The Fat Man in History is a book by Peter Carey from the 1970s. It's weird. You should check it out.
I was trying to recall the artist who did the original cover when I fell into the rabbit hole of comments on Goodreads.
There I discovered this notion of 'als ob' or 'what if' where an author explores alternate realities. This led me to the phisophic notion that we live our lives as if something is true, because ultimately it's convenient to do.
It's an angle on existentialism. Descartes had the same conclusions to his brain in a jar thought experiment.
You can see this convenience in life and work. We so often rest our behaviours on convenient truths which as they become shared beliefs morph into conventional truths.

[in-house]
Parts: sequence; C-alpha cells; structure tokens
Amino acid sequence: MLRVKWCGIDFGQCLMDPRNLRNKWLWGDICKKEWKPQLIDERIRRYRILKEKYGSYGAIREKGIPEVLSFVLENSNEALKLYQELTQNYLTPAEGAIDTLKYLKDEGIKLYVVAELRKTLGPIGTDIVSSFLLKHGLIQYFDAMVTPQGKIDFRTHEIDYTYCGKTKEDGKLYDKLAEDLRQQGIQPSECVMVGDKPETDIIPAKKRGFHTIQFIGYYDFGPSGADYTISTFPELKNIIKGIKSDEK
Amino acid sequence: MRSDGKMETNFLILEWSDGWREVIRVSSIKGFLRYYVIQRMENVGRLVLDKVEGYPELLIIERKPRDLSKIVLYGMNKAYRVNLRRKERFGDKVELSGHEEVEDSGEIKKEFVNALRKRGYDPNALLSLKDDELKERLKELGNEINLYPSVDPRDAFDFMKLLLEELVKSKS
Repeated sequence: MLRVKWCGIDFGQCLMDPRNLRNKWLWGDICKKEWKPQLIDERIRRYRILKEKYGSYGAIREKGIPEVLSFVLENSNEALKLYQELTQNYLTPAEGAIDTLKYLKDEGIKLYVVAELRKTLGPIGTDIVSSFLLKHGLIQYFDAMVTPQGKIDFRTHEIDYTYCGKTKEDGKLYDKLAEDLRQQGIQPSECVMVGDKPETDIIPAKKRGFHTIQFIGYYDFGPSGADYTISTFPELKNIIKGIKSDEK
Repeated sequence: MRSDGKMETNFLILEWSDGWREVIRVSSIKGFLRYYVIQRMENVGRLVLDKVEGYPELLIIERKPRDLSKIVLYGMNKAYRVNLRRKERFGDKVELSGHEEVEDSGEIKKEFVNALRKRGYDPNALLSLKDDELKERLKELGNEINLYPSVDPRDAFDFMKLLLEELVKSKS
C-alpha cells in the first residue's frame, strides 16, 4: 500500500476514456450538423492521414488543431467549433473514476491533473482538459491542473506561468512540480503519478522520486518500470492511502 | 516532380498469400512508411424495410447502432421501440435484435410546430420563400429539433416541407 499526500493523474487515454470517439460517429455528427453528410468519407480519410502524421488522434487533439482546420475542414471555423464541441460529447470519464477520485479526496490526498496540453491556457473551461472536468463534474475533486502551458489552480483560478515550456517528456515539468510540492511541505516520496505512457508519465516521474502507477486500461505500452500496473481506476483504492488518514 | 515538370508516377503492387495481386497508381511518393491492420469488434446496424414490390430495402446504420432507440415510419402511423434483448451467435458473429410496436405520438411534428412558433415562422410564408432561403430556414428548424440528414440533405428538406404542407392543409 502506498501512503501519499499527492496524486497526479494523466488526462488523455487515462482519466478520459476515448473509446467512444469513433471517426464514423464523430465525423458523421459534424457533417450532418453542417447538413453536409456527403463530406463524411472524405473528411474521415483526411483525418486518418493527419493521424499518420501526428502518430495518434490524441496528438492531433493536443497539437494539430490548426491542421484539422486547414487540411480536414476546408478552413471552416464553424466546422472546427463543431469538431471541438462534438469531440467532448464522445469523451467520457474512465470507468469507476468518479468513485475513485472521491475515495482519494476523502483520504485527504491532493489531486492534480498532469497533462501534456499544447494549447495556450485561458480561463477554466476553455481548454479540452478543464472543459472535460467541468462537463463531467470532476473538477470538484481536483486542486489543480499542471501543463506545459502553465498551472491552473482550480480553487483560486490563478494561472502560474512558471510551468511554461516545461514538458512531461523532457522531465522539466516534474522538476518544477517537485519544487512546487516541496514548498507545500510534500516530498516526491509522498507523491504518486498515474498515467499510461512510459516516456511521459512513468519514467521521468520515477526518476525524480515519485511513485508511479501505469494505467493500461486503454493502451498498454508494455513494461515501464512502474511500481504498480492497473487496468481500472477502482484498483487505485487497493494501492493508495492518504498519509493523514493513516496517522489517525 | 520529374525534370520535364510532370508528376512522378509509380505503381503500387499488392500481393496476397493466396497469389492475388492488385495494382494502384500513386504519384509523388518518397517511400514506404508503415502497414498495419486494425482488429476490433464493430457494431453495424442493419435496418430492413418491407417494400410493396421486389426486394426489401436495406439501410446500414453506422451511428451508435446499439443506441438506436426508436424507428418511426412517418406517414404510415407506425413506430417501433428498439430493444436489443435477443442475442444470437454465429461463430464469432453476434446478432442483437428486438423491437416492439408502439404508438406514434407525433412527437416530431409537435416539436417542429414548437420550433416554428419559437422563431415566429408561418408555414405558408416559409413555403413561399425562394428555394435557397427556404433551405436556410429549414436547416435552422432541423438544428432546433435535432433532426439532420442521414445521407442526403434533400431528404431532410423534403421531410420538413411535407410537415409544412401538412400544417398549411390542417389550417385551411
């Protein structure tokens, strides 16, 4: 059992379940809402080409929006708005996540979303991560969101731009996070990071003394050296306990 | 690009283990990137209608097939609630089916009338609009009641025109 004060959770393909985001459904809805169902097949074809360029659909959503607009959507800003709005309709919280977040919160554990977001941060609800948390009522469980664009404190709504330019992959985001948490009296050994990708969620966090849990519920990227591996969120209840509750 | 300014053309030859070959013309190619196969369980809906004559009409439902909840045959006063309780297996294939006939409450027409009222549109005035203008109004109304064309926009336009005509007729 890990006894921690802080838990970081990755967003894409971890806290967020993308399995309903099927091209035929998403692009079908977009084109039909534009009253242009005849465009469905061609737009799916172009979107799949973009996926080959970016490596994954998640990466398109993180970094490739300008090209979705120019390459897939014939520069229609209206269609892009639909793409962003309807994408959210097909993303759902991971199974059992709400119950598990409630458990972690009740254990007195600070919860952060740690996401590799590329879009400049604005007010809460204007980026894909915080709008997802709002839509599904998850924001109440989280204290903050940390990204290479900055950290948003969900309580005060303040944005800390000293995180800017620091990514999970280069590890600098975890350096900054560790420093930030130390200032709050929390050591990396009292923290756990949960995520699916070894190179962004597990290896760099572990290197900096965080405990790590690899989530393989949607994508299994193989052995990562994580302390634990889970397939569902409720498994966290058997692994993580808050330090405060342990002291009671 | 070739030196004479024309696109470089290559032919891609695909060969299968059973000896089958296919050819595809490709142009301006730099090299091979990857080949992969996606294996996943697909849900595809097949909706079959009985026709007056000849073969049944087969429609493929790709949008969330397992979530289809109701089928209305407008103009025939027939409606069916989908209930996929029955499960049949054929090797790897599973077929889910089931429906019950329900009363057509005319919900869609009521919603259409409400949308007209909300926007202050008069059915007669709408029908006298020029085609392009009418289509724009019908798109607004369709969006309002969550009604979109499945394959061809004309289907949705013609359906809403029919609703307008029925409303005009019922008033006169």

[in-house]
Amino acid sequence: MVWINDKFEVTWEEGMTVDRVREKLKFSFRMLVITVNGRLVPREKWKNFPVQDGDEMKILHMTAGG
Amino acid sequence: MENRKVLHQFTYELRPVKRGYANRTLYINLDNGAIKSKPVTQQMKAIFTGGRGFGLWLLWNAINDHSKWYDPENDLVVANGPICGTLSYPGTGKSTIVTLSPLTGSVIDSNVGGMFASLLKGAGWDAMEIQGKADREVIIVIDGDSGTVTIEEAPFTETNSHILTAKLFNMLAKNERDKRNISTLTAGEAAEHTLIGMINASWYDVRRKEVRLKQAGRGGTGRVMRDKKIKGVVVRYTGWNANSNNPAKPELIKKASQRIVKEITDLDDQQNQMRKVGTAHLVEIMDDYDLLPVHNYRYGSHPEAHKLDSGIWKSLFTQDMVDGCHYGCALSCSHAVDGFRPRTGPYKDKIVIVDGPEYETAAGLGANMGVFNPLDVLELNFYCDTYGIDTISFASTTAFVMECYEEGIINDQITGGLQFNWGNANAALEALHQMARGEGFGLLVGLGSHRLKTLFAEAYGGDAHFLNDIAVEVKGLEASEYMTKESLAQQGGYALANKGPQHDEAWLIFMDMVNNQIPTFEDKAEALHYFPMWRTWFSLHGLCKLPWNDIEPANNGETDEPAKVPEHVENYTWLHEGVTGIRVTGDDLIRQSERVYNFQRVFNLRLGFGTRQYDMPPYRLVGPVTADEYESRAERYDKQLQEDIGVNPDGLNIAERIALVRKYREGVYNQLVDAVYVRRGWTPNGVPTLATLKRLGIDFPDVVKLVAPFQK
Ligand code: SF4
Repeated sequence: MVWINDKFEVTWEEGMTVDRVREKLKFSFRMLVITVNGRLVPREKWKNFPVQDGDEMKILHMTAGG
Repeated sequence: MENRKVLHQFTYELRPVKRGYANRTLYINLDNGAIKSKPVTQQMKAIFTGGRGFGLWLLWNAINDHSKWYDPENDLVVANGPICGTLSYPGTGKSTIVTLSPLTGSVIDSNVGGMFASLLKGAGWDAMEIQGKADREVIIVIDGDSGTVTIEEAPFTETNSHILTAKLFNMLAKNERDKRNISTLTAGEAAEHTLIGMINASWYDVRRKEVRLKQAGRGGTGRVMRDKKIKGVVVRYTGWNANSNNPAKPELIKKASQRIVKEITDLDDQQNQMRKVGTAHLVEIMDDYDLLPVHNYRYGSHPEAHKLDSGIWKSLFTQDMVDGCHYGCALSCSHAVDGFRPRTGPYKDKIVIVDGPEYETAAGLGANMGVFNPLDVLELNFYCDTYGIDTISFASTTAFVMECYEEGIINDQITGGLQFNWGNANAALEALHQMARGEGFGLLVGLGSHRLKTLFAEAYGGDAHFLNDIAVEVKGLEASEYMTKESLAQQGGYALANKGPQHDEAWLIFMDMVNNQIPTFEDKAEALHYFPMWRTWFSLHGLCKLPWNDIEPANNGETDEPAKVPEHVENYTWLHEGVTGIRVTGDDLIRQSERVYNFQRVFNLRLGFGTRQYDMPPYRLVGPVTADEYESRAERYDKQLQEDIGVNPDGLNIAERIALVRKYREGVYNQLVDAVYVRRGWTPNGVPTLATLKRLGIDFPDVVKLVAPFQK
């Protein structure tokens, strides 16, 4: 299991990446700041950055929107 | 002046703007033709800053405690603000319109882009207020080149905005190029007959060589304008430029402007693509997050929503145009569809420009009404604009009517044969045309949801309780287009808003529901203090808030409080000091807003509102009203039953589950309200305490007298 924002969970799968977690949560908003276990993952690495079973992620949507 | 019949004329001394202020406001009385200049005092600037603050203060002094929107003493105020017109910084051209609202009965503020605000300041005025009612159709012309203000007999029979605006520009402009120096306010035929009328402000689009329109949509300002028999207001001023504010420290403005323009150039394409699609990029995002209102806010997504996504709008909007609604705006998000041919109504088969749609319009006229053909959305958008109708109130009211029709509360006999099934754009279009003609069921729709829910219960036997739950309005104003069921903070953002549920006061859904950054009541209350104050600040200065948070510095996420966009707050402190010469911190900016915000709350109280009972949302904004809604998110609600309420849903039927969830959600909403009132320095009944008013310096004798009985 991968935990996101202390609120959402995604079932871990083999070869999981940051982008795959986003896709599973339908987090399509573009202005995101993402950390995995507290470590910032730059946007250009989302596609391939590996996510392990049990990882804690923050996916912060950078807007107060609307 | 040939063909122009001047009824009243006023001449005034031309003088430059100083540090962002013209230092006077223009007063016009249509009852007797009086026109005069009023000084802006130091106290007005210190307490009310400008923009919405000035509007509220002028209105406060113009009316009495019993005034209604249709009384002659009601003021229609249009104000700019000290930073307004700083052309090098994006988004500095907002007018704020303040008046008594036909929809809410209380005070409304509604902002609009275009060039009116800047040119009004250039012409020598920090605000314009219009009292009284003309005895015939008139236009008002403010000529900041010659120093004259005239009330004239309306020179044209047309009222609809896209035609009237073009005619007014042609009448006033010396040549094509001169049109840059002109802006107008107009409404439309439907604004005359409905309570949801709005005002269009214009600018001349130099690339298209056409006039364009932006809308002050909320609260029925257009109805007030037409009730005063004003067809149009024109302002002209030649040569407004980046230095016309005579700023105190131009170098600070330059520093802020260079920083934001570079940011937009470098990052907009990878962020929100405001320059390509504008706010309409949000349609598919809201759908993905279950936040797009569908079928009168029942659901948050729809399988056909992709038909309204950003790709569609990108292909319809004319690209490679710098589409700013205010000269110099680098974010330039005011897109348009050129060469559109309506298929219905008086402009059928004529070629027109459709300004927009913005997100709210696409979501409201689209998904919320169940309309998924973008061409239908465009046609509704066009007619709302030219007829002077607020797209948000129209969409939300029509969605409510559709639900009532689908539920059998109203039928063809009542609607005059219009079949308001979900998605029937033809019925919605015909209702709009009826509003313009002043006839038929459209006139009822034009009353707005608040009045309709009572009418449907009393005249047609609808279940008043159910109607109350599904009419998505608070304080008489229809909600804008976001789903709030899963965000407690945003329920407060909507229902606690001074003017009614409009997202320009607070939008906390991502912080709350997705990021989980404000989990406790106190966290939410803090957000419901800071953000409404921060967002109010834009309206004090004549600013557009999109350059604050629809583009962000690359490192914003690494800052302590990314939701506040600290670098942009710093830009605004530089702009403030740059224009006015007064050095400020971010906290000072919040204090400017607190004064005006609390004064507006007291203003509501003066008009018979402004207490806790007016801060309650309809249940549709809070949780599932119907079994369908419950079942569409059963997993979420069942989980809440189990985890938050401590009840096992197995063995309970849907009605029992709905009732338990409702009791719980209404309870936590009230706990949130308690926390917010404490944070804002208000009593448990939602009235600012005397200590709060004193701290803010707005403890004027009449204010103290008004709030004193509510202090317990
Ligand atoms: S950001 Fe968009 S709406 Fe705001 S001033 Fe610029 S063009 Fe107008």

Over the last decades I've been continuously learning that the conventional truths we are taught early and rely on at work are often based on false assumptions.
(Here you can reference the common sense is uncommon meme.)
When I started writing this I intended to leverage this notion to encourage us to run thought experiments more often. We could use planning sessions, retrospectives or just lunchtime chats to explore crazy ideas. What would happen if we pose this "what if" question at the beginning of a discussion? Where might it take us?
As I write it I see it's also a trigger to check our assumptions about how things really work. What if some foundational assumption we all believe is true turns out not to be?
(Common example you may have encountered: we need to be colocated to be agile.)
Take your pick: Challenge your beliefs or explore new potential futures. Or do both. Let's have more "What if?" conversations.
Also check this out: als ob